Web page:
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Vegetation and climate history in the Laptev Sea region (Arctic Siberia) during Late Quaternary inferred from pollen records

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Brovkin,  Victor
Climate-Biogeosphere Interaction, The Land in the Earth System, MPI for Meteorology, Max Planck Society;

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Citation

Andreev, A. A., Schirrmeister, L., Tarasov, P. E., Ganopolski, A., Brovkin, V., Siegert, C., et al. (2011). Vegetation and climate history in the Laptev Sea region (Arctic Siberia) during Late Quaternary inferred from pollen records. Quaternary Science Reviews, 30, 2182-2199. doi:10.1016/j.quascirev.2010.12.026.


Cite as: http://hdl.handle.net/11858/00-001M-0000-0012-33D6-3
Abstract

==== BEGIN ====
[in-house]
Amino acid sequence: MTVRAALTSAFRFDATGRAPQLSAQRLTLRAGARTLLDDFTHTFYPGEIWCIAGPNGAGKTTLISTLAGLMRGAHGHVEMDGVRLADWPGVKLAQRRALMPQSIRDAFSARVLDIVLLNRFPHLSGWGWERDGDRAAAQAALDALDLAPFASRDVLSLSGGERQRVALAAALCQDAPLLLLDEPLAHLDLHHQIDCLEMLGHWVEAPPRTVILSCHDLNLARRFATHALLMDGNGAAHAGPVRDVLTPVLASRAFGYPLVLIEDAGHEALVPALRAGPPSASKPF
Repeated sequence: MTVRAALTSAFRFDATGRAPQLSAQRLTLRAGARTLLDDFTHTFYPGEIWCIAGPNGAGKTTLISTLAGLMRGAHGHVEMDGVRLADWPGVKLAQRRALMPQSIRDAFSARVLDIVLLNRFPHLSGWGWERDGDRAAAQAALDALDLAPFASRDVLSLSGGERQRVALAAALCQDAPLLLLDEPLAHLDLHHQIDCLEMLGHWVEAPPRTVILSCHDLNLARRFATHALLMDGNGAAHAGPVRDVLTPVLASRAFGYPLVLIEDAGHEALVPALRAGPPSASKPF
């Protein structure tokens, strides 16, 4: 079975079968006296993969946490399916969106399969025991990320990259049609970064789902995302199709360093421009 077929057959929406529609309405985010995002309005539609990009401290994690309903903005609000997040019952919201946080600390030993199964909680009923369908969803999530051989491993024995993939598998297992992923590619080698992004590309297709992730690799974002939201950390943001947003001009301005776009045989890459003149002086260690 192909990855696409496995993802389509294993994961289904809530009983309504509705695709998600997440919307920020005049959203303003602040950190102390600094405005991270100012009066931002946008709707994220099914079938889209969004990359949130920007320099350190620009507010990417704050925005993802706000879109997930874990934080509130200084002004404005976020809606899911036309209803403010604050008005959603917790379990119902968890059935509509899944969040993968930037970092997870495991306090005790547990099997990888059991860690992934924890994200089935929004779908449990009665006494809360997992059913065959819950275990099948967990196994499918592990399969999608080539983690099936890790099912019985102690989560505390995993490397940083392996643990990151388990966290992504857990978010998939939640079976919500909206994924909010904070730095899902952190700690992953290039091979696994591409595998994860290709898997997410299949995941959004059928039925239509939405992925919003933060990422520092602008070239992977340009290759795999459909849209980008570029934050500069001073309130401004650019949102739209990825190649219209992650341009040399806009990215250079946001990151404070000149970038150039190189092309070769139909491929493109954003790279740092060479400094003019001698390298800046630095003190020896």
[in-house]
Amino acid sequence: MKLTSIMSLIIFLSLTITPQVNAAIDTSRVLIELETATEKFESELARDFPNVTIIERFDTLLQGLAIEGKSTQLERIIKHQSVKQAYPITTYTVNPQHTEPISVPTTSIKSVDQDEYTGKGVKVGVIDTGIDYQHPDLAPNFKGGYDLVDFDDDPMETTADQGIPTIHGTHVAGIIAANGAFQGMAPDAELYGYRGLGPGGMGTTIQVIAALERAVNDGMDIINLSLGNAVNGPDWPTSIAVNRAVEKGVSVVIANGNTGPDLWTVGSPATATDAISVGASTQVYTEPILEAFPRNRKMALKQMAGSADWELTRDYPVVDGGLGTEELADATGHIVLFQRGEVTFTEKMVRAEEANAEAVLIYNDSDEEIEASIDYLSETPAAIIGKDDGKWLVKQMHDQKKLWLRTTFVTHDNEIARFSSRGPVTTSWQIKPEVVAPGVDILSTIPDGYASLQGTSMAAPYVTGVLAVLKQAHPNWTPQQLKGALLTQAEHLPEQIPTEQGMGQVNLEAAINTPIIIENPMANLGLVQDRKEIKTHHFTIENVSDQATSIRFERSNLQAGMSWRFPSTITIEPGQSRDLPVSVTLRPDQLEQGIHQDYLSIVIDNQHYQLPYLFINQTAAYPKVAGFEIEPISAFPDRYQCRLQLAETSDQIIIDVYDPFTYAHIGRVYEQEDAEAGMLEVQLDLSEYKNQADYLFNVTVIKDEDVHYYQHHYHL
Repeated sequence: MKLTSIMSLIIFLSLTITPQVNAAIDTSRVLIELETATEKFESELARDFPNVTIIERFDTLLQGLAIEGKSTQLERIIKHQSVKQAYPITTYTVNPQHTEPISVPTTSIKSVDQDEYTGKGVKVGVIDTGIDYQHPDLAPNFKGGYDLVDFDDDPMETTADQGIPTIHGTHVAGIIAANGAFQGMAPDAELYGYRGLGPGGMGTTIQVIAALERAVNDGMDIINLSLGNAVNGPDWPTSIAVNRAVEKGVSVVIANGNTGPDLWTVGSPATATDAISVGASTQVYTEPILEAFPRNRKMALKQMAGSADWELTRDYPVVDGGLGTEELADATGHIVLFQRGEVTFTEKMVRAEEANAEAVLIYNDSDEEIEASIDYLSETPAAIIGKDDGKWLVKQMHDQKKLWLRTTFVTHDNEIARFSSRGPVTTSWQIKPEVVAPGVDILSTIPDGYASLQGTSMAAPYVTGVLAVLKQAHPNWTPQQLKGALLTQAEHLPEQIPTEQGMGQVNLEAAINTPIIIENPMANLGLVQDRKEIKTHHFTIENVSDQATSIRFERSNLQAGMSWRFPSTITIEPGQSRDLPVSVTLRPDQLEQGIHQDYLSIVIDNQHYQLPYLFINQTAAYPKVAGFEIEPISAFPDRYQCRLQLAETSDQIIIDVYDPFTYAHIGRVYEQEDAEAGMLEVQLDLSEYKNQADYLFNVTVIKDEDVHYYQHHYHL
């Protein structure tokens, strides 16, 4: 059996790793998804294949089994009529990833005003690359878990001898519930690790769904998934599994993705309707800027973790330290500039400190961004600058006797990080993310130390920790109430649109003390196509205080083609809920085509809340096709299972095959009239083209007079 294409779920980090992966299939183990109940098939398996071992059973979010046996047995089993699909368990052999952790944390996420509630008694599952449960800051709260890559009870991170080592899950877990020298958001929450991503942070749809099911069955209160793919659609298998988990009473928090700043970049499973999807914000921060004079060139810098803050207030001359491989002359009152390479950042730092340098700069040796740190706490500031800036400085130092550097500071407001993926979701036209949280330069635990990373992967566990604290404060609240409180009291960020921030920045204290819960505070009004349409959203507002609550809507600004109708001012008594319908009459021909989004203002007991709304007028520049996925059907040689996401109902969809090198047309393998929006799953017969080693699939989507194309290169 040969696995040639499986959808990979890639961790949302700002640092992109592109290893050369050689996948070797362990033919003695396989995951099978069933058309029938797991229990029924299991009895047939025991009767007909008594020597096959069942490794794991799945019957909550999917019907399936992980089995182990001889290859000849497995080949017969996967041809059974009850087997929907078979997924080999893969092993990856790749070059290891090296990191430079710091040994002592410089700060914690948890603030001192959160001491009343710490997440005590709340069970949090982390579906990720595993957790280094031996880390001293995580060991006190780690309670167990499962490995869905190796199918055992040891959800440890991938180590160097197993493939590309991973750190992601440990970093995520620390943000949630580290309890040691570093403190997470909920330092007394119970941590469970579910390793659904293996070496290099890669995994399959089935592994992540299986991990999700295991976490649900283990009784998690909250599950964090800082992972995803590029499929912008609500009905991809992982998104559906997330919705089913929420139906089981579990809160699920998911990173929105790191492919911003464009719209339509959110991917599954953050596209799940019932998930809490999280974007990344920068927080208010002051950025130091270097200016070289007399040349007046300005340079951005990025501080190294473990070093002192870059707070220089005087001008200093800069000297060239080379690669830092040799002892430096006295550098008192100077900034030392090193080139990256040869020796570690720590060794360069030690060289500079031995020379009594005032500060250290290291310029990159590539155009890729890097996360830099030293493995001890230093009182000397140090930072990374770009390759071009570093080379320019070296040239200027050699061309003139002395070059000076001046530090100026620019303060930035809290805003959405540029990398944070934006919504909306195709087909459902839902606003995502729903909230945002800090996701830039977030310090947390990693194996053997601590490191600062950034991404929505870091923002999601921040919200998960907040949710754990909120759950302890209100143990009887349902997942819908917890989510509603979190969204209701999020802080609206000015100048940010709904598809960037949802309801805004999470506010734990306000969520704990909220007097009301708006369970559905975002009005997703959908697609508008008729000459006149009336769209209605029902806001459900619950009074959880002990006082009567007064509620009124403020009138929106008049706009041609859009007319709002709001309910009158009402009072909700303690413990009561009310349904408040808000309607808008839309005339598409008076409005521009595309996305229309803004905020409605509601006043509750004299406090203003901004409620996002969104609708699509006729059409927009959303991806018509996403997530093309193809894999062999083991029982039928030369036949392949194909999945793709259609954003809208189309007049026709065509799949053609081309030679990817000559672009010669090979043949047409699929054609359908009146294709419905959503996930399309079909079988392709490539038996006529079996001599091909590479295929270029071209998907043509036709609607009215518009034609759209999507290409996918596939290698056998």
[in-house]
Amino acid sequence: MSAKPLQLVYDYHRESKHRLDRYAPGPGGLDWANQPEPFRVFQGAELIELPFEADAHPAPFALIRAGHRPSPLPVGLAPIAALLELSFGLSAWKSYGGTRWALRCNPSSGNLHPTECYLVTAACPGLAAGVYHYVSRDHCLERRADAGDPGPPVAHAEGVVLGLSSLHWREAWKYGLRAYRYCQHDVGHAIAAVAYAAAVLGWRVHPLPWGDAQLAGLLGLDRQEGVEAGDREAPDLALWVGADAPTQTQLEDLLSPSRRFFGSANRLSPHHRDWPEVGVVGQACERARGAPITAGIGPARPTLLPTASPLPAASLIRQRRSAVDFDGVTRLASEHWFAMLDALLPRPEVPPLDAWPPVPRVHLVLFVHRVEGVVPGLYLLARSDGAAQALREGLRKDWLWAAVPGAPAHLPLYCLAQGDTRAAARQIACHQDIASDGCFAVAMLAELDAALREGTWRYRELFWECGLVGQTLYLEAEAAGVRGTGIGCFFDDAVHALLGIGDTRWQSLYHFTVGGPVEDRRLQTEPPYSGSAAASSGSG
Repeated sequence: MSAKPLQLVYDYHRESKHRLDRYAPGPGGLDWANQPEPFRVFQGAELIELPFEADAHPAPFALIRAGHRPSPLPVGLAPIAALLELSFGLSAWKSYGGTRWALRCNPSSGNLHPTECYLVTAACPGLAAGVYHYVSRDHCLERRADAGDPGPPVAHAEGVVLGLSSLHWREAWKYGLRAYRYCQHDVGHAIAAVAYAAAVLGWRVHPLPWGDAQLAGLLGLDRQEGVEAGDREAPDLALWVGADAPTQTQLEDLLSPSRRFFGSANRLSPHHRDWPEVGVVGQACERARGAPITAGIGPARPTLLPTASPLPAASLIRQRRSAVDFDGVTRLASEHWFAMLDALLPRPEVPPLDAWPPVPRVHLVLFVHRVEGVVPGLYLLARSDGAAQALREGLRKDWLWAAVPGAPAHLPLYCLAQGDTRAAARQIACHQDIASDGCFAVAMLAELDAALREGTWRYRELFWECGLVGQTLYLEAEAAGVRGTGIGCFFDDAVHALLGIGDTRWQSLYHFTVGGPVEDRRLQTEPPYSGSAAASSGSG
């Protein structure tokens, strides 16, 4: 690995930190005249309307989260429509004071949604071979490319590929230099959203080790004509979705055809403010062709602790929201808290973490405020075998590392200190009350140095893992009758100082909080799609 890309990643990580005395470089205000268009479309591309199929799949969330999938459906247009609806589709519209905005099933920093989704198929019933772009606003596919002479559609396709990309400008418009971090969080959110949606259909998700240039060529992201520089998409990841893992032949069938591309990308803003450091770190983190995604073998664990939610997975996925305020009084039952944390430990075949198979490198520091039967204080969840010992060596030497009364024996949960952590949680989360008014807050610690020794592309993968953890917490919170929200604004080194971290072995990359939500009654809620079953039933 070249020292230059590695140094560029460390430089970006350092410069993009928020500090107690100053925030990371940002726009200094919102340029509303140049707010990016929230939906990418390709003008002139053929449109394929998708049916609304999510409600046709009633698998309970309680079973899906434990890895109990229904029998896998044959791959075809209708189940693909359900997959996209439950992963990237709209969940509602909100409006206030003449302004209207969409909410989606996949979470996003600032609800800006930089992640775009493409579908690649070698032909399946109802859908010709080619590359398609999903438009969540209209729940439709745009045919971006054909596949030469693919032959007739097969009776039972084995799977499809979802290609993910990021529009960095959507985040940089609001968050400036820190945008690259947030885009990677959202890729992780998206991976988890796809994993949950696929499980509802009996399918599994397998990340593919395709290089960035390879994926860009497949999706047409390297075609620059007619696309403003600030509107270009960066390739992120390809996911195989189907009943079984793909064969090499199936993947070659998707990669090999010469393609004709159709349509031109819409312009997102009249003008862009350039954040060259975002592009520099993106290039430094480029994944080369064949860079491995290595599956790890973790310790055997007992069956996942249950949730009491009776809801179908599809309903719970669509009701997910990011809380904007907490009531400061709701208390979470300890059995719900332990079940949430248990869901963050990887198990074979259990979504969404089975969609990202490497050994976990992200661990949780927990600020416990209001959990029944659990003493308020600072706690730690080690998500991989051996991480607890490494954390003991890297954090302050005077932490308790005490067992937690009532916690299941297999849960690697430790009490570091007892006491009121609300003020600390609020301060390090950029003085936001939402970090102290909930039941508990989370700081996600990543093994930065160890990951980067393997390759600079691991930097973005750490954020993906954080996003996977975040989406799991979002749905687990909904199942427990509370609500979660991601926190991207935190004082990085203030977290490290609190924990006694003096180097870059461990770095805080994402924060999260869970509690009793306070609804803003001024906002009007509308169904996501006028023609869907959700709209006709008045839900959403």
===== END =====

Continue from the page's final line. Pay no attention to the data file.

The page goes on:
Paleoenvironmental records from a number of permafrost sections and lacustrine cores from the Laptev Sea region dated by several methods (14C-AMS, TL, IRSL, OSL and 230Th/U) were analyzed for pollen and palynomorphs. The records reveal the environmental history for the last ca 200 kyr. For interglacial pollen spectra, quantitative temperature values were estimated using the best modern analogue method. Sparse grass-sedge vegetation indicating arctic desert environmental conditions existed prior to 200 kyr ago. Dense, wet grass-sedge tundra habitats dominated during an interstadial ca 200–190 kyr ago, reflecting warmer and wetter summers than before. Sparser vegetation communities point to much more severe stadial conditions ca 190–130 kyr ago. Open grass and Artemisia communities with shrub stands (Alnus fruticosa, Salix, Betula nana) in more protected and moister places characterized the beginning of the Last Interglacial indicate climate conditions similar to present. Shrub tundra (Alnus fruticosa and Betula nana) dominated during the middle Eemian climatic optimum, when summer temperatures were 4–5 °C higher than today. Early-Weichselian sparse grass-sedge dominated vegetation indicates climate conditions colder and dryer than in the previous interval. Middle Weichselian Interstadial records indicate moister and warmer climate conditions, for example, in the interval 40–32 kyr BP Salix was present within dense, grass-sedge dominated vegetation. Sedge-grass-Artemisia-communities indicate that climate became cooler and drier after 30 kyr BP, and cold, dry conditions characterized the Late Weichselian, ca 26–16 kyr BP, when grass-dominated communities with Caryophyllaceae, Asteraceae, Cichoriaceae, Selaginella rupestris were present. From 16 to 12 kyr BP, grass-sedge communities with Caryophyllaceae, Asteraceae, and Cichoriaceae indicate climate was significantly warmer and moister than during the previous interval. The presence of Salix and Betula reflect temperatures about 4 °C higher than present at about 12–11 kyr BP, during the Allerød interval, but shrubs were absent in the Younger Dryas interval, pointing to a deterioration of climate conditions. Alnus fruticosa, Betula nana, Poaceae, and Cyperaceae dominate early Holocene spectra. Reconstructed absolute temperature values were substantially warmer than present (up to 12 °C). Shrubs gradually disappeared from coastal areas after 7.6 kyr BP when vegetation cover became similar to modern. A comparison of proxy-based paleoenvironmental reconstructions with the simulations performed by an Earth system model of intermediate complexity (CLIMBER-2) show good accordance between the regional paleodata and model simulations, especially for the warmer intervals.